Growing degree days and cover crop type explain weed biomass in winter cover crops

Barbara Baraibar, David Mortensen, Mitchell C. Hunter, Mary Ellen Barbercheck, Jason Philip Kaye, Denise M. Finney, William Curran, Jess Bunchek, Charles Macaulay White

Research output: Contribution to journalArticle

1 Citation (Scopus)

Abstract

Cover crops are increasingly being adopted to provide multiple ecosystem services, including weed suppression. Understanding what drives weed biomass in cover crops can help growers make the appropriate management decisions to effectively limit weed pressure. In this paper, we use a unique dataset of 1764 measurements from seven cover crop research experiments in Pennsylvania (USA) to predict, for the first time, weed biomass in winter cover crops in the fall and spring. We assessed the following predictors: cover crop biomass in the fall and spring, fall and spring growing degree days between planting and cover crop termination, cover crop type (grass, brassica, legume monocultures, and mixtures), system management (organic, conventional), and tillage before cover crop seeding (no-till, tillage). We used random forests to develop the predictive models and identify the most important variables explaining weed biomass in cover crops. Growing degree days, cover crop type, and cover crop biomass were the most important predictor variables in both the fall (r2 = 0.65) and spring (r2 = 0.47). In the fall, weed biomass increased as accumulated growing degree days increased, which was mainly related to early planting dates. Fall weed biomass was greater in legume and brassica monocultures compared to grass monocultures and mixtures. Cover crop and weed biomass were positively correlated in the fall, as early planting of cover crops led to high cover crop biomass but also to high weed biomass. In contrast, high spring cover crop biomass suppressed weeds, especially as spring growing degree days increased. Grass and brassica monocultures and mixtures were more weed-suppressive than legumes. This study is the first to be able to predict weed biomass in winter cover crops using a random forest approach. Results show that weed suppression by winter cover crops can be enhanced with optimal cover crop species selection and seeding time.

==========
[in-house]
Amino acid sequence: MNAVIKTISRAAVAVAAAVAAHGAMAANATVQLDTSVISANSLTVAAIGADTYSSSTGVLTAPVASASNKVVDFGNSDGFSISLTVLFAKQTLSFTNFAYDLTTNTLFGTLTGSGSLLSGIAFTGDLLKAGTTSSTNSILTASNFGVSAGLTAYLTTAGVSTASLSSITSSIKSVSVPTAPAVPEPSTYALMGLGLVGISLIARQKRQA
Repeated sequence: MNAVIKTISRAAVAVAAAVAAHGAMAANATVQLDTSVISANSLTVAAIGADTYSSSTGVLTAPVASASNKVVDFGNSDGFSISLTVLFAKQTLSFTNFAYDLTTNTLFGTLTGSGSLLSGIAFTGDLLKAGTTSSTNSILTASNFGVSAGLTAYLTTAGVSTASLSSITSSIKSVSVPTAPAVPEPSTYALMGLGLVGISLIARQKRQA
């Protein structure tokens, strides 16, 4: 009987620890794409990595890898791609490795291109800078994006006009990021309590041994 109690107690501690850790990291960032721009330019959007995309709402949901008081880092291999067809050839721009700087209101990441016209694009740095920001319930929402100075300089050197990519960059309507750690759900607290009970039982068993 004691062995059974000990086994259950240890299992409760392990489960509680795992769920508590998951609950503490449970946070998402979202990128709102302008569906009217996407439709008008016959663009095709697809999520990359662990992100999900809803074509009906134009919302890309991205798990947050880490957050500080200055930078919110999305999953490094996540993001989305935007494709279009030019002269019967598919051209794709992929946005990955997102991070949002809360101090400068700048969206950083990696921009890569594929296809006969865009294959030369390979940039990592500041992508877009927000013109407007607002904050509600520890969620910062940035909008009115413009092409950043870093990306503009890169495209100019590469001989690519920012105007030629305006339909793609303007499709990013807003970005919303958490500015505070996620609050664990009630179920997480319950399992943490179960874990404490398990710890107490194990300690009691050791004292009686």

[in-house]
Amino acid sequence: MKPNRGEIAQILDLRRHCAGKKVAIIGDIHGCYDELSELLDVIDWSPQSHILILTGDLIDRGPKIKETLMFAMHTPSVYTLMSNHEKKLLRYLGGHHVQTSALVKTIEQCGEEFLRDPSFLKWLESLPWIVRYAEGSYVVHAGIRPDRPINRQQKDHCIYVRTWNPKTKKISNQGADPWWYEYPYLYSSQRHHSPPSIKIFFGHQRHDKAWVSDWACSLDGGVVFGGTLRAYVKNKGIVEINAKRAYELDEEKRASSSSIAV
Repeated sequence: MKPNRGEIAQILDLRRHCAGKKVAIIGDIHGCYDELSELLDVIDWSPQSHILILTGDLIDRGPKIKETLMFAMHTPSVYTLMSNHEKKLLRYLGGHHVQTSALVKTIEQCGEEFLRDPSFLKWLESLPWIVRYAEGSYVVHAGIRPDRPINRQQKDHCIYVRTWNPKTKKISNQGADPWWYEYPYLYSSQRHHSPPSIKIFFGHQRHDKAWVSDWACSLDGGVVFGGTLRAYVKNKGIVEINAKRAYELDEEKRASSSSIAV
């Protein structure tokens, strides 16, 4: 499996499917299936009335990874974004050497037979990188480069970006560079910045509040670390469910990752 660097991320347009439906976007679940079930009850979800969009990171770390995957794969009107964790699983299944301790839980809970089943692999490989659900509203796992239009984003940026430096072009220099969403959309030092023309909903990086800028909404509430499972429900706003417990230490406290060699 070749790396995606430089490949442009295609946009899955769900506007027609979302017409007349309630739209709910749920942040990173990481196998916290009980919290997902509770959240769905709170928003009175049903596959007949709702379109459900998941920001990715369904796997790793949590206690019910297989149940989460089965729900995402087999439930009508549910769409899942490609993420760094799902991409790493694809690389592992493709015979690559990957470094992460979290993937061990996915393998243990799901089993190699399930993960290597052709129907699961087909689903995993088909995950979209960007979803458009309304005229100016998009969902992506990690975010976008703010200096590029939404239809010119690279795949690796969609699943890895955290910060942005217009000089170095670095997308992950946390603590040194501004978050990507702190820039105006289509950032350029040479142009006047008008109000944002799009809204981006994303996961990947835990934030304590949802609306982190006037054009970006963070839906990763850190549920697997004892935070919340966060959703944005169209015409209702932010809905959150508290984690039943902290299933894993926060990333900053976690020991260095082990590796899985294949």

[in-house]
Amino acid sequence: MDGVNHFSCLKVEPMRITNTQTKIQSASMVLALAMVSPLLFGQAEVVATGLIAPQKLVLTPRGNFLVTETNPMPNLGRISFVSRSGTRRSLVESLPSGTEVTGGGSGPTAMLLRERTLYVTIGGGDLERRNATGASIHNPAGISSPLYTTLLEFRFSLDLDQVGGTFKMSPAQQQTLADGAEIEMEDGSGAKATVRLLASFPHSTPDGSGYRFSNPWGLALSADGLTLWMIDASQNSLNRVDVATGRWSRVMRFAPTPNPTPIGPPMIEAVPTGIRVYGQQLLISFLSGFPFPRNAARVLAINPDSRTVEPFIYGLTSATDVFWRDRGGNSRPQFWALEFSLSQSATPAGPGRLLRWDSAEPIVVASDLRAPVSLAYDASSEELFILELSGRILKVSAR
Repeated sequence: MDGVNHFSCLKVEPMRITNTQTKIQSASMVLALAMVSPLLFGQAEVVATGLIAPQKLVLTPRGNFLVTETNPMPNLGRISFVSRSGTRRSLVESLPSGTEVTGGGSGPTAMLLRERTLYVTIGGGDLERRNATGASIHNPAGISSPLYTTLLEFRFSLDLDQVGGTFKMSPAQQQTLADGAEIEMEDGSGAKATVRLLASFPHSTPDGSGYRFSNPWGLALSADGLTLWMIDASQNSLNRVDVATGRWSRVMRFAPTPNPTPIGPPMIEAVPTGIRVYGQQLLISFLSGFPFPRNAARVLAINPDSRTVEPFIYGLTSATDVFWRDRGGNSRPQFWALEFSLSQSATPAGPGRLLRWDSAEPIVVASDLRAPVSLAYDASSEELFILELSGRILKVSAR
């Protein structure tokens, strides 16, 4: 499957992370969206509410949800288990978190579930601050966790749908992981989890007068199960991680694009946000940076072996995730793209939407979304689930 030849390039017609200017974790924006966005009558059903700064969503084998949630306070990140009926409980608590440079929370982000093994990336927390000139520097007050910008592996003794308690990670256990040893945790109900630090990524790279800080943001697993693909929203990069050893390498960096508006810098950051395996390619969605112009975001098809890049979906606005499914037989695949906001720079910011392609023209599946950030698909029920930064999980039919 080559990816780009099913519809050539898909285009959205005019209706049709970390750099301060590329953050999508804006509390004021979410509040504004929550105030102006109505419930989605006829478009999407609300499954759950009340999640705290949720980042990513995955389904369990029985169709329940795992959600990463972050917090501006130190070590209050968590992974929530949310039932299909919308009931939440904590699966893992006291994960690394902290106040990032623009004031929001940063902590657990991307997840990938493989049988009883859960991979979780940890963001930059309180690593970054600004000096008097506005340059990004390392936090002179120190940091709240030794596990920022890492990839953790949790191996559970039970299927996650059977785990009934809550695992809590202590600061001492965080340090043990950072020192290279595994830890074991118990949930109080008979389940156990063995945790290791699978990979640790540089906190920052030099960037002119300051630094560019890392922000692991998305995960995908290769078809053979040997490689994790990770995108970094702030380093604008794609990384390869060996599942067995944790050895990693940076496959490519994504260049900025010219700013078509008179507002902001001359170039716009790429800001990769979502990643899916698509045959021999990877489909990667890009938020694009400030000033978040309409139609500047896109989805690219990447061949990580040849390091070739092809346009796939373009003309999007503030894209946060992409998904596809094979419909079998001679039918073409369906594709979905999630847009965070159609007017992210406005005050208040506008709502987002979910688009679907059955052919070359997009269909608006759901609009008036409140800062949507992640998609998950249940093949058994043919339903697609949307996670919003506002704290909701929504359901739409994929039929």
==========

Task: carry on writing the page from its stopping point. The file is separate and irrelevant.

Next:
Original languageEnglish (US)
Article number65
JournalAgronomy for Sustainable Development
Volume38
Issue number6
DOIs
StatePublished - Dec 1 2018

Fingerprint

cover crops
heat sums
Crops
Biomass
weeds
winter
biomass
Brassica
legumes
energy crops
grasses
weed control
tillage
planting
planting date
sowing date
ecosystem services
Ecosystems

All Science Journal Classification (ASJC) codes

  • Environmental Engineering
  • Agronomy and Crop Science

Cite this

Baraibar, Barbara ; Mortensen, David ; Hunter, Mitchell C. ; Barbercheck, Mary Ellen ; Kaye, Jason Philip ; Finney, Denise M. ; Curran, William ; Bunchek, Jess ; White, Charles Macaulay. / Growing degree days and cover crop type explain weed biomass in winter cover crops. In: Agronomy for Sustainable Development. 2018 ; Vol. 38, No. 6.
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Growing degree days and cover crop type explain weed biomass in winter cover crops. / Baraibar, Barbara; Mortensen, David; Hunter, Mitchell C.; Barbercheck, Mary Ellen; Kaye, Jason Philip; Finney, Denise M.; Curran, William; Bunchek, Jess; White, Charles Macaulay.

In: Agronomy for Sustainable Development, Vol. 38, No. 6, 65, 01.12.2018.

Research output: Contribution to journalArticle

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